EAST LONDON, SOUTH AFRICA - DECEMBER 23, Faf du Plessis of Sourh Africa tosses the coin with Brendon McCullum of New Zealand calling during the 2nd T20 match between South Africa and New Zealand at Buffalo Park on December 23, 2012 iin East London, South Africa Photo by Duif du Toit / Gallo Images

It all may have started out as a bit of caretaker job while his mate AB de Villiers was on a festive holiday break, but it has now hopefully turned into a fulltime position for Faf du Plessis.

South Africa’s T20 captain, Du Plessis, for this three-match series against New Zealand held aloft his first trophy yesterday when the Proteas defeated the Black Caps by 33 runs to clinch the series 2-1. The feeling of lifting silverware above his head was so good that Du Plessis now wants more, and possibly this leadership role on a permanent basis.

“I’ve always said when I looked at Graeme Smith a couple of years ago I thought being captain of South Africa was a really tough job. But I really do enjoy it,” Du Plessis said yesterday. “I prefer being very active on the field with my brain, thinking about bowling changes and field placements, keeps me energetic and I like to lead from the front in that aspect. Going forward it is something I enjoy and if it is something they want me to do, I’ll be glad to do it.”

The extra burden of leadership does not seem to hamper Du Plessis at this stage – he was his team’s second highest run-scorer – and although there were occasions where he struggled with his bowling changes and made that crucial error in the second T20 in East London when he brought the field in when four was needed for victory, the Titans man has showed the aptitude to be a quick thinker, and more importantly, a quick learner.

Any captain, though, is only as good as his team. And in this series, South Africa had placed their faith in group of youngsters and experienced domestic players, but who had little or no exposure to international cricket. Du Plessis could therefore not contain his excitement with the way the series played out, especially with the positive contributions from opener Henry Davids (20, 55, 68).

It was, however, the bowling unit that really impressed Du Plessis. Ryan McLaren was the standout bowler, claiming five wickets in the series, and only conceded 6.50 runs to the over. He was particularly impressive in the decider at St George’s Park where he claimed 3/25. Left-arm spinner Aaron Phangiso also showed that he could hold his own at this level after “taking some tap” in East London with a vastly improved performance of 3/25 here. Robin Peterson and Rory Kleinveldt were also impressive throughout, claiming four wickets each, and only conceding 6 and 6.88 runs per over respectively.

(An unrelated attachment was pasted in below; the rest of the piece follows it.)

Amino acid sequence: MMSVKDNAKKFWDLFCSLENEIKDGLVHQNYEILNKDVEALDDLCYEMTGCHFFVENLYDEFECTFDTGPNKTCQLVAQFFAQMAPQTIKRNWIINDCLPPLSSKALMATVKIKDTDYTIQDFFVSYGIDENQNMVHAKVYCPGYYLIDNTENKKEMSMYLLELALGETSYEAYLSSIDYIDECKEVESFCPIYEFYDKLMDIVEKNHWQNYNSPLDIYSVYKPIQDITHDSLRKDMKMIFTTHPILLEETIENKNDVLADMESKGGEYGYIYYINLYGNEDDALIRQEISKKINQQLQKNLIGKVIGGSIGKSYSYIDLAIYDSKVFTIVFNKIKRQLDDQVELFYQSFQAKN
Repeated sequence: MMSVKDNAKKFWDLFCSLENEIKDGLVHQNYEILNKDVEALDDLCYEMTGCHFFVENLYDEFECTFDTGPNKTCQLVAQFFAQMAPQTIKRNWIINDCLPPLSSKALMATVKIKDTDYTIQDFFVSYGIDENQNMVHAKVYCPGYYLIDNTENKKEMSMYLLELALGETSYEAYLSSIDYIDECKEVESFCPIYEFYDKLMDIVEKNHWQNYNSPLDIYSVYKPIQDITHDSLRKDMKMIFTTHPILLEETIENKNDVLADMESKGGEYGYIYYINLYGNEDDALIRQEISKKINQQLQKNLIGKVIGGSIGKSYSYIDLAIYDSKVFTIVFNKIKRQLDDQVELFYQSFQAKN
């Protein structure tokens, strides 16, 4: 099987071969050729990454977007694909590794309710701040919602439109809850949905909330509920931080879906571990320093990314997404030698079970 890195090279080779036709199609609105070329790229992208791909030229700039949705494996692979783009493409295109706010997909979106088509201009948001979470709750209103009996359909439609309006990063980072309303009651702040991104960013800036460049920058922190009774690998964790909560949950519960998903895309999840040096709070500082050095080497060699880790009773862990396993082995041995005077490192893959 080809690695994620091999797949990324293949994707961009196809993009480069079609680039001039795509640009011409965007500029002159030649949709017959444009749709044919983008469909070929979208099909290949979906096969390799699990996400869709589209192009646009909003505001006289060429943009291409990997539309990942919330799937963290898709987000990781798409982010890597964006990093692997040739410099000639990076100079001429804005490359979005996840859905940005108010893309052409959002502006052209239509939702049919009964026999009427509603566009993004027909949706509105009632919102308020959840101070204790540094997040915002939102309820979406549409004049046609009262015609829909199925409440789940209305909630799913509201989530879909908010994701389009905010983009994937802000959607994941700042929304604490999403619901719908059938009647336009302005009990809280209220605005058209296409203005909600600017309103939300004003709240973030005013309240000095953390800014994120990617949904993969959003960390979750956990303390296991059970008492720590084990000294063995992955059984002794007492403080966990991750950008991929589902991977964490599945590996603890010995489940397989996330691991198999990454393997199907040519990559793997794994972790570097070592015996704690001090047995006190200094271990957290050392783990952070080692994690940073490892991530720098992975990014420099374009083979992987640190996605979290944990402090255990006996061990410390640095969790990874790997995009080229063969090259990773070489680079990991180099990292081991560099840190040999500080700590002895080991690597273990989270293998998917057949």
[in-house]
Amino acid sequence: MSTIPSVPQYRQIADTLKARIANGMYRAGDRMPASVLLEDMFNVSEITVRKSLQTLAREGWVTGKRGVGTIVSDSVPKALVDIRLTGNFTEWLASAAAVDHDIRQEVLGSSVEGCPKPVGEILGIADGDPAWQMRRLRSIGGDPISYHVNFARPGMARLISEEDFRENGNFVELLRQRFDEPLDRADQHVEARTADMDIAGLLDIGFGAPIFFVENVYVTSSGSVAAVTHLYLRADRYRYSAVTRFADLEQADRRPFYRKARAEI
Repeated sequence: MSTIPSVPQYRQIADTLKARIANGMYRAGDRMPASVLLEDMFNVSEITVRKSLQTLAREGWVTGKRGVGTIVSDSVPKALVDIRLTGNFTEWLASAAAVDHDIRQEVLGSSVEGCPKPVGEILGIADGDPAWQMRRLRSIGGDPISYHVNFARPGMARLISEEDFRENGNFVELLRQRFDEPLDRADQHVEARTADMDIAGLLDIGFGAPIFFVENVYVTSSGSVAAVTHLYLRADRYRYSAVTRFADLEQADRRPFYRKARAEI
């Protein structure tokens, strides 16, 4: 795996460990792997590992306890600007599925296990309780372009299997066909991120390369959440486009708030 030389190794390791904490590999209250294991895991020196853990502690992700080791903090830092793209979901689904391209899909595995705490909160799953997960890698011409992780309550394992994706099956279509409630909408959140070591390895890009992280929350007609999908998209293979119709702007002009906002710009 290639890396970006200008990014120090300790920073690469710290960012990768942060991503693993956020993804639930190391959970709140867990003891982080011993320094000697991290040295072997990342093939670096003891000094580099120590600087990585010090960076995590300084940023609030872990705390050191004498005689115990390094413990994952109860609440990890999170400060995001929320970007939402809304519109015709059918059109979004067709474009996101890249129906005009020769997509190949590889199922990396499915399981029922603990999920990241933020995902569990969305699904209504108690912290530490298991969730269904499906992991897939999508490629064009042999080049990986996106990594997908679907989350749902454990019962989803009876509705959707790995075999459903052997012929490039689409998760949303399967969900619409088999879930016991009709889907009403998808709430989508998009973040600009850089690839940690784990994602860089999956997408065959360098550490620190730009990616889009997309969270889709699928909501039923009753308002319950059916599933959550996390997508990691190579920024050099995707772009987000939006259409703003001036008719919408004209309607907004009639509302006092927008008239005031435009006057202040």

“It’s very rewarding. Obviously as captain you want to win your first game, and then your first series, just too almost settle in. But like I’ve been saying all the time, the guys have played really well. I truly believe we deserve to win this series. I thought we were unlucky to lose the second game. Most of the series we were really solid, so I am very chuffed for the boys,” Du Plessis enthused.

Meanwhile, New Zealand captain Brendon McCullum has echoed Du Plessis’ sentiments about his own team, despite the Black Caps losing their second successive T20 series to South Africa.

McCullum chose to see the positives from this series, especially after the off-field dramas that beset the Kiwis prior to their arrival in South Africa, and the whipping they received in the first game in Durban. Considering the tourists had a very young squad too, lacking big-name players like former captain Ross Taylor and fast bowler Tim Southee, McCullum put on a brave face yesterday.

“The introduction of the new guys, playing in front of big crowds, is a positive,” he said. “We have seen some good performances from the new guys, especially Mitchell McClenaghan, and it is encouraging.

“Although, we didn’t get the results, we took significant strides in the series. The key thing is to continue to build the team inside out. We saw some guys step up, and they would now know what’s required in international cricket. Progression of where we were a couple of weeks ago and where we are now, it’s good.” - The Star